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Antarctic conservation

2 Posts tagged with the igloo tag
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Author: Marie

Date: 9 July 2013

Temperature: -42

Wind speed: 10 knots

Temp with wind chill: -52

Sunrise: N/A

Sunset: N/A

 

 

Health and safety are a priority down here, and it's for very good reason. As we are isolated from the rest of the word, we need to evaluate every situation and control any risk. Rescuing a party is a dangerous expedition in itself, and the Search And Rescue (SAR) team is constantly training.

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Nice weather for a day out

 

Hence, when a friend and I went skiing the Castle Rock Loop last Sunday, we had two radios with extra batteries, two head torches with spare batteries, a shovel, a medical kit, a GPS, extreme weather clothes, hand-warmers, food, pee bottles … when it was a three-hour journey on a flagged route, and a warm -25 degrees with wind chill.

 

But then it got windy when we were half way, and the forecast became uncertain. The situation was re-assessed and it was decided that we had better not pursue our journey. Happily we were just having tea in one of the shelters on the road and we just had to stay there and wait for a ride back. We spent time eating frozen candy and trying to play soccer (yes, in an artificial igloo!) to stay warm. Scott Base's Mike and Molly played the 'orange boys' and arrived with crisps and drinks in a Hagglund 40 minutes later… and so we just went back to base.

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The USAP emergency shelter 'Apple 2'

 

But at least, we can now start a story with "I was stuck in this igloo by blowing winds, when all of a sudden …" which can look very nice on Facebook … until one's mum sees it (and then the real trouble starts).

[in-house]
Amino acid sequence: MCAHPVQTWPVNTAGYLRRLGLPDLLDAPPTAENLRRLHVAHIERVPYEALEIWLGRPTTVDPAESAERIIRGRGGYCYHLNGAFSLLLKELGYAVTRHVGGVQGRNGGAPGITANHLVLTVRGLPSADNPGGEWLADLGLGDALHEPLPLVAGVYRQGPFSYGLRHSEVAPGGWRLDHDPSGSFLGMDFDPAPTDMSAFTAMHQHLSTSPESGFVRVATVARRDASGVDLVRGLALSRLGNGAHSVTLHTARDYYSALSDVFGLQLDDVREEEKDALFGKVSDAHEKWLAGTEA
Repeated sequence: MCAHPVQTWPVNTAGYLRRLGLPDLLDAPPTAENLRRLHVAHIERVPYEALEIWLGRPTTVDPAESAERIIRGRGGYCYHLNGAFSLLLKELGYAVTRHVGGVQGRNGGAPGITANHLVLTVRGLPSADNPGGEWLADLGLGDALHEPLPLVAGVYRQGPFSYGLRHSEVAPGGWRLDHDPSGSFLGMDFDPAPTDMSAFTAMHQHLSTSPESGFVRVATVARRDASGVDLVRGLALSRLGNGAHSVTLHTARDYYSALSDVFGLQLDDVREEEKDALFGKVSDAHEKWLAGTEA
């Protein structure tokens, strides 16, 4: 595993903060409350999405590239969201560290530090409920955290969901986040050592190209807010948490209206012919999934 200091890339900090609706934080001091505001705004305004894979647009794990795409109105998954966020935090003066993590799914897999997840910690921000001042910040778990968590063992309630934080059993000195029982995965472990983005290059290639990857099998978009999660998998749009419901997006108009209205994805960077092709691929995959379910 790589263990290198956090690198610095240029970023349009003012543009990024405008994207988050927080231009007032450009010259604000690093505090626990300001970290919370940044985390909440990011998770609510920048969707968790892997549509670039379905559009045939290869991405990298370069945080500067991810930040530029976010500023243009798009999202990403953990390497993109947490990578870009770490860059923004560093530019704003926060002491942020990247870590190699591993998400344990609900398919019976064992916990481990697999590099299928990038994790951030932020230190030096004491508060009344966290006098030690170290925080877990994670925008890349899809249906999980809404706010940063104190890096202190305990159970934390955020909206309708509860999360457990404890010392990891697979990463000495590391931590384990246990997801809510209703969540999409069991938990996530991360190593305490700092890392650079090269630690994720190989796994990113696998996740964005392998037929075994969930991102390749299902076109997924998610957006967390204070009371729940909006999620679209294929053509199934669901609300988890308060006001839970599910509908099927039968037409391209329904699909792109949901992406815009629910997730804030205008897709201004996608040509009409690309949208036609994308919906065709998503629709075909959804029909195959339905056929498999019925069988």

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Hibernation Hinterland

Posted by Conservators Apr 29, 2012

Author: Georgina
Date: 24/04/12
Temperature: -20c
Wind Speed: 5 kts
Temp with wind chill: -30c
Sunrise: 12:31 pm
Sunset 1:10pm


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The sun says ‘goodbye’ for the next 4 months (photo by S. Shelton, ANTNZ)

 

Yesterday, some lucky members of Scott Base went to an area called Castle Rock to toast the final rising and setting of the sun, with only 39 minutes in-between dawn and twilight. Over the past month or so, the days have been getting progressively shorter, but now the sun will not return above the horizon until late August. It is a big moment for all those living and working here, as it heralds the start of the long dark night of the Antarctic winter.

We drove to the spot in a hagglund, (a Swedish snow-tank) found a good picnic place and put up our deckchairs to admire the scenery and take photos. On the drive back, we made a brief stop to ‘Igloo City’ which is comprised of 5 igloos which were built over the summer and are now largely collapsing. A couple of them still had roofs, so we excavated the doorways and climbed in! It was a welcome break from work, and a good reminder of the amazing environment we live in.

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Igloo City! (photo by G. Evans, AHT)

 

As the light closes in, our base crew of 14 will be drawn ever more together. 24 hour darkness can produce interesting effects in people, and as the winter progresses, some may expect disturbed sleep patterns, forgetfulness, tiredness, general annoyance, and an increased tendency to put on weight; it’s an experience that none of us would miss for the world!